What can fans expect from these ‘once in a decade’ shows?
KM: The major difference from 10 years ago is rather than play two individual sets, we’ll be on stage together the whole time – going back and forth from Josh’s and my songs and backing each other up. We’re trying to create a show more special than the run-of-the-mill gig. Hopefully it’s going to celebrate the 10 years of music we’ve been making.
What are your best memories from the last ‘evening’ tour?
JP: (Laughs) I think the moments we can’t remember were probably the best ones. I do remember WA, which was really exciting for me because it was one of the first times I’d been over there, and because it was Kev’s hometown there were some great vibes wherever we played at – what was the venue again?
KM: The Rosemount [Hotel].
JP: Yeah, that’s right. I remember the Rosemount was – and I’m sure it was due to you being a hometown hero – absolutely rare. It was one of the biggest shows I’d ever done and it was absolutely thrilling and a bit of an eye opener for me. It was also the first time I hooked up with all the Perth musos like Kav Temperley.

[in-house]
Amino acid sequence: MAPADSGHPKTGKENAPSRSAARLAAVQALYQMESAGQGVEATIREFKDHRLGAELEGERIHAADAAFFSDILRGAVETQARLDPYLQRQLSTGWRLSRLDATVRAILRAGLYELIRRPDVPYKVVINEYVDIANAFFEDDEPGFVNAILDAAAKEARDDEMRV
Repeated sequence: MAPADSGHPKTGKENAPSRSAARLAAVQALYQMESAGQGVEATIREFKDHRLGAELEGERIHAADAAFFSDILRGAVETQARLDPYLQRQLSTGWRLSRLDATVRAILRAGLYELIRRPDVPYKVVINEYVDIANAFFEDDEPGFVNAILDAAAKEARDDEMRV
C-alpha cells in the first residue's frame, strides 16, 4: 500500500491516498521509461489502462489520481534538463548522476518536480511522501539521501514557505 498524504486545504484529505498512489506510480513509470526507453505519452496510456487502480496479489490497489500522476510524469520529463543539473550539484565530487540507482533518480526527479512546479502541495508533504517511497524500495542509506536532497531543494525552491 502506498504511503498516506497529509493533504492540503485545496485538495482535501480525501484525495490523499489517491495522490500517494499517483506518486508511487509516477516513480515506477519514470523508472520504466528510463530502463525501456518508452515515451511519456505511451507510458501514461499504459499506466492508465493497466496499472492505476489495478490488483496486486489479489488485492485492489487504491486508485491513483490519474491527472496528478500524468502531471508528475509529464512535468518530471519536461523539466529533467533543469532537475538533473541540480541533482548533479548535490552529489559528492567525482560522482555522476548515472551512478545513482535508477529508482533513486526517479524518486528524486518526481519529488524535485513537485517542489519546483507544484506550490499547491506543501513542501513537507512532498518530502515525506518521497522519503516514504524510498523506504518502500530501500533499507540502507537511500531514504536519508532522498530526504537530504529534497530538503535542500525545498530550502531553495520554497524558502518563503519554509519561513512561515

You both write incredibly poetic and insightful lyrics. Where do you turn to for inspiration?
KM: It’s changed over the years as my life and circumstances have changed. Most recently in [Car Boot Sale] all the songs fit into categories. There’s songs very much about domestic life and the other half of the record are observational. I used to write a lot of songs about relationships but these days I’m writing more about the world. Other people get inspired by movies, art or books; I wish I was one but to be honest I’m not.